#1321. Diwali and the Festival of Chariots

By Ian Varkevisser | Art & Creativity

Nov 07
This week we set off equipped with the Fuji X-T30 ii an 18-135 zoom, Parr Punchy, Stu's Pastel Vibes and Manilla Chrome E-Films to explore the Hindu and Krishna celebrations of Diwali and the Festival of Chariots.

Indian South Africans are South Africans who descend from indentured labourers and free migrants who arrived from British India during the late 1800s and early 1900s. The majority live in and around the city of Durban, making it one of the largest ethnically Indian-populated cities outside of India.

I was born and raised in Durban and lived for many year around the Indian community.

Almost all South African Indians are either Hindu, Muslim, Sikh, or Christian. Known not only for their cuisine and the famous  Bunny chow, an Indian dish from Durban consisting of a hollowed-out loaf of bread filled with curry, they bring a rich and colourful cultural diversity to the country.

Diwali is the Hindu festival of lights with its variations also celebrated in other Indian religions. It symbolises the spiritual "victory of light over darkness, good over evil, and knowledge over ignorance". Diwali is celebrated during the Hindu lunisolar months of Ashvin and Kartika—between around mid-September and mid-November.

Dance in colourful costumes form part of this festival. Performers are normally also adorned with elaborate costume jewellery and body paint. It is performed by young and old alike with joy and gay abandon. Food is a major focus with families partaking in feasts and sharing. 

The Hare Krishna also celebrate with a festival of chariots. During the festival, three deities (Jagannath, his brother Balabhadra and sister Subhadra) are drawn by a multitude of devotees in three chariots. However due to budgetary constraints the 3 deities were drawn in 1 chariot in this case.


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  • Ian Varkevisser says:

    Ok before you all kick off and ratio me based on Pascals blurb about this post – read and enjoy

    • Ian Varkevisser says:

      Oh yes and don’t forget to leave the cutlery behind – bare hands only 😉

      • pascaljappy says:

        Brilliant. Thank you Ian. Big big fan of Indian food here. My aunt was Indian (living in Perth, not Durban 😉 and her meals were to die for. I really miss that. Cheers.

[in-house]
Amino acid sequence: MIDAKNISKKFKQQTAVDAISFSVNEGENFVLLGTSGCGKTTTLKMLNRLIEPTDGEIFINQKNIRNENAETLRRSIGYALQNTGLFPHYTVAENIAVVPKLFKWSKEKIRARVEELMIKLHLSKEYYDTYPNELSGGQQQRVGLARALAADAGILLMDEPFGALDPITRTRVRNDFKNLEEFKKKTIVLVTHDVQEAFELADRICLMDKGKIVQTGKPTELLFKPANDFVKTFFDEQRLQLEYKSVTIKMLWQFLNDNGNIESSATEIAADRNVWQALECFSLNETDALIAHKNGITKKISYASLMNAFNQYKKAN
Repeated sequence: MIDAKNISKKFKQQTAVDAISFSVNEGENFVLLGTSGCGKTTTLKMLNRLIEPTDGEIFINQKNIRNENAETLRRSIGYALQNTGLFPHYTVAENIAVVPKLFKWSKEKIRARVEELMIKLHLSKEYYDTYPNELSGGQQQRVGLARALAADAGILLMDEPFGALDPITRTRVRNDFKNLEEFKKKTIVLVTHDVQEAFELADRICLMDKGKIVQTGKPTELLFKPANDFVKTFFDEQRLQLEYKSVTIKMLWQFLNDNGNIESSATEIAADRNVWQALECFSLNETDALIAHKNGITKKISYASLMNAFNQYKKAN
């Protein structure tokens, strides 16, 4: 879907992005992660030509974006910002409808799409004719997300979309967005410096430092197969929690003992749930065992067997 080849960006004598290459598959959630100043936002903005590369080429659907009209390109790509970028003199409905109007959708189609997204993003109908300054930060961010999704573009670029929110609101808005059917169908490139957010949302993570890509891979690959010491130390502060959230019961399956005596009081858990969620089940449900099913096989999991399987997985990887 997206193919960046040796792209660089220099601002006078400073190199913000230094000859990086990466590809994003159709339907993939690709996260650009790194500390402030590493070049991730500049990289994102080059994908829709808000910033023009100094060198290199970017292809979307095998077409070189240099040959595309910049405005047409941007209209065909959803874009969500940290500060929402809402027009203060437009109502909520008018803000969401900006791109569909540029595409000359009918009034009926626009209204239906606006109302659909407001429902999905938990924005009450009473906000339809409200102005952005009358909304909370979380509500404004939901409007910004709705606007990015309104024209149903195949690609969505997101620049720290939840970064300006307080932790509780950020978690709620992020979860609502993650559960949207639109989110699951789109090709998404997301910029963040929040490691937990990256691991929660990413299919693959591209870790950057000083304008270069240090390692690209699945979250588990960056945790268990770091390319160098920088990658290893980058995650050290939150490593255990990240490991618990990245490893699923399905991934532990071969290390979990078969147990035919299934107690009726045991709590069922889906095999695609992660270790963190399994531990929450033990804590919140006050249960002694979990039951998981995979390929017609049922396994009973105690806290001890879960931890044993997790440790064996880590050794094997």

• Ian Varkevisser says:

          Can also be made with a mutton curry – must be half a loaf of government regulation white bread – mutton is probably the more popular traditional bunny chow in Durban.

        • jean pierre (pete) guaron says:

          Ha ha – years ago, some indians from fiji came around to my place because they were apparently in the national tennis team & looking for a grass court to practice on – mine, as it turned out – but they never told me their credentials and after one of them wiped me out in the first two sets, I found out – so I gave them some orange juice for refreshments – laced with vodka, to repay them for their behaviour. The final score was 6-0, 6-0, 5-7, 4-6, 2-6. They paid me back shortly afterwards with a curry night, at their place. While their hero in the kitchen was making it and I was sitting at the table chatting to the others, a voice behind me said “oops – spilled the curry powder – oh well, I’ll just put less chilli in it”. Followed a short time later by “oops – spilled the chilli power – oh well, I guess it’ll just be a bit hotter than usual”. Even though it was a freezing cold night, half an hour later I found I’d swallowed a couple of litres of cold water trying to eat the curry, and peeled off to my Y-fronts, dripping with sweat all over the chair I was sitting in. Hottest curry I’ve EVER eaten!